Ambassador Kosnett: Respecting Court Decisions Is Vital to Kosovo’s Democratic Future
By Ambassador Philip S. Kosnett
When I returned to Kosovo as Ambassador two years ago, 15 years after my first assignment in Pristina, I was impressed by Kosovo’s achievements – self-government, new infrastructure, and a new generation of talented, educated, and energetic citizens working together to create a better future for Kosovo.
One of the goals toward which the people of Kosovo must work, together with the people of the United States, is the full application of the rule of law. My country is far from perfect in this regard, and we still struggle to build “the more perfect union” of which our Constitution speaks, with equal rights and equal justice for all. But we must never stop working to achieve this dream.
And as the criminal actions
at the U.S. Capitol on January 6 demonstrated, democracy is fragile. But our
institutions held. When the police had expelled the mob and secured the
building, Congress resumed its deliberations and certified the election of a
new President. Two weeks later that new President took office in accordance
with our Constitution. I am confident America will emerge stronger than ever
from this critical period, but there is a lot of work and a lot of heartache
Just as in the United
States, there is more work to do for Kosovo to fulfill its promise. A key tenet
of this effort must be for political leaders to respect judicial institutions
and judicial decisions even when they may not care for the outcome. We continue
to witness cases in which Kosovo institutions have failed to act within the law
and enforce decisions of the judiciary.
One such example is the
Decan Monastery/Visoki Dečani Monastery property case. In 2016, after many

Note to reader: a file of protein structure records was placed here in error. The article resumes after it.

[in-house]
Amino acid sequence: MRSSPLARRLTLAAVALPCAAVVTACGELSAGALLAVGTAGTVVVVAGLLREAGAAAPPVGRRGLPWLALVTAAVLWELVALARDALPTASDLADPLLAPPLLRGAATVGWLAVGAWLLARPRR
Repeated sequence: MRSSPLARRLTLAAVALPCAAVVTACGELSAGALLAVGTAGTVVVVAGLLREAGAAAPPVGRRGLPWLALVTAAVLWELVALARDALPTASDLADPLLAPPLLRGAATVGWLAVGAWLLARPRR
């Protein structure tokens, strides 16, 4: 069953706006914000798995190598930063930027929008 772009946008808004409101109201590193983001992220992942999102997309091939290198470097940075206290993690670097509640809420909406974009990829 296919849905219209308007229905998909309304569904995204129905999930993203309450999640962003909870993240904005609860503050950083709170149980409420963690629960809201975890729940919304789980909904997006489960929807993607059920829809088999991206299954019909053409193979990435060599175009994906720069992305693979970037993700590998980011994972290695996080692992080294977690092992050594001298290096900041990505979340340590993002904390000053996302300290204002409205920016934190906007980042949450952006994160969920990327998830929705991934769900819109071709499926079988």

years of judicial proceedings, the Kosovo Constitutional Court confirmed the
Serbian Orthodox Church’s ownership of several hectares of land. However, with
the tacit support of senior officials and party leaders – throughout several
governments led by different political parties, for nearly five years – local
and central-level cadastral officials have failed to implement the decision by
legally registering the church’s land.
Some reading this may
shrug their shoulders, turn the page, scroll to the next story. Why should
Kosovo citizens worry about the Serbian Orthodox Church?
Actually, I would argue
that if Kosovo citizens are serious about their constitutional commitment to a
multi-ethnic, diverse society with religious liberty for all, they should
welcome the presence of minorities. And minority communities should welcome the
opportunity to integrate fully into the political and economic life of the
country. But that’s a discussion for another day. The Decan Monastery/Visoki
Dečani Monastery case is not about ethnicity, politics, or religion; it is
about property rights and respect for the law.
With the support of the
international community, the church has repeatedly petitioned the government to
uphold the law and register its land. The church’s recent efforts have been met
with “administrative silence” – a refusal of the government to substantively
respond to the church and act according to the law. It is long past time to
register the church’s land in accordance with the law.
This failure to adhere to
the rule of law, extended over years by several different Kosovo governments,
calls into question Kosovo’s commitment to equal justice.
When court decisions are
fully enforced it means the country has functional, unbiased, and democratic
institutions, serving all its people. Can we say that today? Can any citizen –
or any potential foreign investor – rely on Kosovo courts when Kosovo’s leaders
can choose to ignore the courts whenever they like?
Kosovo has come a long
way on its democratic path in a few short years. In this moment where
democratic values are under assault around the world, I take inspiration from
the people of Kosovo – their resiliency, their resolve to face challenges, and
their dedication to building a democracy buttressed by respect for the rule of
law. The United States will continue to stand with Kosovo and its people as it
works to build that democratic future for all its citizens. There is no time to